Sam H.(Hyuk) Noh received his B.S. in Computer Engineering from the Seoul National University in 1986, and his Ph.D. from the Department of Computer Science, University of Maryland, College Park in 1993. He has been a professor at the School of Computer and Information Engineering at Hongik University in Seoul, Korea since 1994. He has worked on various software issues pertaining to flash memory since 1999, having authored numerous papers and holding numerous patents in that area. He has served as General Chair, Program Chair, and Program Committee Member for a number of technical conferences and workshops including the ACM SIGPLAN Conference on Languages, Compilers, and Tools for Embedded Systems (LCTES), IEEE International Conference on Parallel and Distributed Systems (ICPADS), USENIX Conference on File and Storage Technologies (FAST), and International World Wide Web (WWW) Conference. He also serves as Associate Editor of ACM Transactions on Storage. His other current research interests include operating system issues pertaining to non-volatile memory, such as PCM and STT-MRAM.
Dr. Yang-Suk Kee (Yang Seok Ki) is a director and architect of Memory Solutions Lab, Samsung Semiconductor Inc. America. He leads the Advanced Datacenter Solutions group whose main focus is to innovate the SSD ecosystem, and drives astorage-centric computing paradigm called Smart SSD. Before joining Samsung, he worked for Oracle server technology group that builds a distributed database server system, and contributed to Oracle 12c release. Prior to his industrial experience, he worked on HPDC (High Performance Distributed Computing), Grid, and Cloud research in Information Sciences Institute of University of Southern California and Center of Networked Systems, University of California, San Diego. He received his Ph.D. degree of Electrical Engineering and Computer Science in parallel processing, his M.S. degree of Computer Engineering, and B.S. degree of Computer Engineering from Seoul National University, Korea.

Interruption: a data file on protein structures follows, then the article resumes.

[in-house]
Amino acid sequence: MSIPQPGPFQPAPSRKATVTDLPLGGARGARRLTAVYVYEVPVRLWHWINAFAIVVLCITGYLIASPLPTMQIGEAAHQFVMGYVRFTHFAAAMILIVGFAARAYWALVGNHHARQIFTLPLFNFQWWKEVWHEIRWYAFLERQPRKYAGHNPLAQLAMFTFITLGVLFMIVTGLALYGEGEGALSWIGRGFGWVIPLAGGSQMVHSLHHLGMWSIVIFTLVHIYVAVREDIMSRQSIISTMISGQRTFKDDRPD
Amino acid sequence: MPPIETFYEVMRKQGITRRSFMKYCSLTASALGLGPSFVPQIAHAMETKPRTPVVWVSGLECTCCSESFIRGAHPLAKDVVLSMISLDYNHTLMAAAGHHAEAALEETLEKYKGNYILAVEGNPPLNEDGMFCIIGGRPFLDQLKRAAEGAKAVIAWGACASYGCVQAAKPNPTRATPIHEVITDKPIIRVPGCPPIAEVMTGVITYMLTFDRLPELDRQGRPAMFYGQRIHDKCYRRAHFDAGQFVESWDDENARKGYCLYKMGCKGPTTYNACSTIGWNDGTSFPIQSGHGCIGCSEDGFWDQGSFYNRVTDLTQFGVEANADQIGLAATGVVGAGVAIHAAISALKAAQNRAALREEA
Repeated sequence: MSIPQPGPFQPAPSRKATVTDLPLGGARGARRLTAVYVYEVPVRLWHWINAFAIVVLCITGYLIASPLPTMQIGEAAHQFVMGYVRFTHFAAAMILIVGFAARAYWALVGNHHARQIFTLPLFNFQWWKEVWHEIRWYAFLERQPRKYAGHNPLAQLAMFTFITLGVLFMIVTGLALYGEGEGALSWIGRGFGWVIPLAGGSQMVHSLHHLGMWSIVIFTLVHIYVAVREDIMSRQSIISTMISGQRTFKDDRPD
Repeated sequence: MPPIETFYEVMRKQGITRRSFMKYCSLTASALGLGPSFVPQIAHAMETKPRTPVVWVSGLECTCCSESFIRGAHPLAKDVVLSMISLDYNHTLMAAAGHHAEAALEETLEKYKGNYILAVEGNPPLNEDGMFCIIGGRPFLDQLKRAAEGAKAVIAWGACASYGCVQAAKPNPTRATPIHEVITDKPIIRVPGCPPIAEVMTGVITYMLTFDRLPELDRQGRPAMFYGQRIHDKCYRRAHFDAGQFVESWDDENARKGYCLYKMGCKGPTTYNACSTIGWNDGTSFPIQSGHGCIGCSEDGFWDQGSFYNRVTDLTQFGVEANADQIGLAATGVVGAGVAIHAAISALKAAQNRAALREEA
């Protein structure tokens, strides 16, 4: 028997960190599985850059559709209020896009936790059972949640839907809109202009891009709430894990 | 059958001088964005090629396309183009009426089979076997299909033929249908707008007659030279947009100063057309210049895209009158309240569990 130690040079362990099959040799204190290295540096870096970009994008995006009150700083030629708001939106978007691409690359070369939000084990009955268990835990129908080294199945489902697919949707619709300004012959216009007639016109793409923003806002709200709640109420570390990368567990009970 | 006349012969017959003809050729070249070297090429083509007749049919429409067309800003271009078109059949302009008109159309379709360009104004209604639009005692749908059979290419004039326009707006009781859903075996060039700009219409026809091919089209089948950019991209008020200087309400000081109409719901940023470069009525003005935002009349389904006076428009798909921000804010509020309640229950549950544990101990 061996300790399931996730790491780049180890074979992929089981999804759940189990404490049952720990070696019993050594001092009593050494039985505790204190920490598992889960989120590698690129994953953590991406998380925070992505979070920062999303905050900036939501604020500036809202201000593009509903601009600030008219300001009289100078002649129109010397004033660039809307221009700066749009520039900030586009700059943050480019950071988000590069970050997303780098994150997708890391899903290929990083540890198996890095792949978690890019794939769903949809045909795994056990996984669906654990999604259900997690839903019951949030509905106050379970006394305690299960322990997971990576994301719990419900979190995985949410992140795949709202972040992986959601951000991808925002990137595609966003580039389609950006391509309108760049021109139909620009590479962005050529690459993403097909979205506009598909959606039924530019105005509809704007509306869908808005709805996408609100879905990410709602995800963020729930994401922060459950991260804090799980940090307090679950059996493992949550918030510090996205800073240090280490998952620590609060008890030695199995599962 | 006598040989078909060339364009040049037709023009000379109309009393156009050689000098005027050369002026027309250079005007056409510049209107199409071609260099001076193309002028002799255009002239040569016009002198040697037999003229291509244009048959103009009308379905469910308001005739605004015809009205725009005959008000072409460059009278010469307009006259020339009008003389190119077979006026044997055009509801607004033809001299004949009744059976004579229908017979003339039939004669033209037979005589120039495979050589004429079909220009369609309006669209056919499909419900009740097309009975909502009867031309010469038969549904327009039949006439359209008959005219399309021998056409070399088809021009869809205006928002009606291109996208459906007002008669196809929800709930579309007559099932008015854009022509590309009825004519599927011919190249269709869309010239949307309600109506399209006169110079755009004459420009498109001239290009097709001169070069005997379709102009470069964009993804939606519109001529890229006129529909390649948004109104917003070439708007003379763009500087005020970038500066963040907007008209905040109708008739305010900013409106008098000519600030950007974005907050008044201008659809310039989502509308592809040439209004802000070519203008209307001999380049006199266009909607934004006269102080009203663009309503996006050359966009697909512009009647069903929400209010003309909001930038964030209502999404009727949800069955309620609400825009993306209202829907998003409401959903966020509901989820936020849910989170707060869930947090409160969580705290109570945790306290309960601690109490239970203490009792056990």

Grand Ballroom B
This tutorial will be a crash course on flash memory. We will cover the major ground related to flash memory-based products, starting from the intrinsic characteristics of flash memory devices, moving up to the FTL firmware that controls the flash memory devices, and then finally up to the system software layer that makes use of these flash memory-based end products. We start off covering the history and the very basics of each layer. We then discuss the recent trends that are happening in each of the layers. We will also discuss how each of the layers differ for the various flash products that are commercially available. We will also attempt to untangle the close-knit relationship among the system, software, interface, and the market that together results in the flash memory-based end products and the software systems that make use of these end products.
Grand Ballroom C
During the first half of the tutorial, we will provide an intro to Apache Hadoop and the ecosystem. In the second half, we will show, using an end-to-end application of clickstream analytics, how users can:
- Model data in Hadoop, select optimal storage formats for data stored in Hadoop
- Move data between Hadoop and external systems such as relational databases and logs
- Access and process data in Hadoop
- Orchestrate and scheduling workflows on Hadoop
Throughout the example, best practices and considerations for architecting applications on Hadoop will be covered.
Students should bring laptops with a copy of the of the Cloudera Quickstart VM (or access to a working alternate VM or Hadoop cluster). The VM can be downloaded from here.
These are a 64-bit VMs. They requires a 64-bit host OS and a virtualization product that can support a 64-bit guest OS.
To use a VMware VM, you must use a player compatible with WorkStation 8.x or higher: Player 4.x or higher, ESXi 5.x or higher, or Fusion 4.x or higher. Older versions of WorkStation can be used to create a new VM using the same virtual disk (VMDK file), but some features in VMware Tools won't be available.
|CDH and Cloudera Manager Version
|RAM Required by VM
|CDH 5 and Cloudera Manager 5
|CDH 4, Cloudera Impala, Cloudera Search, and Cloudera Manager 4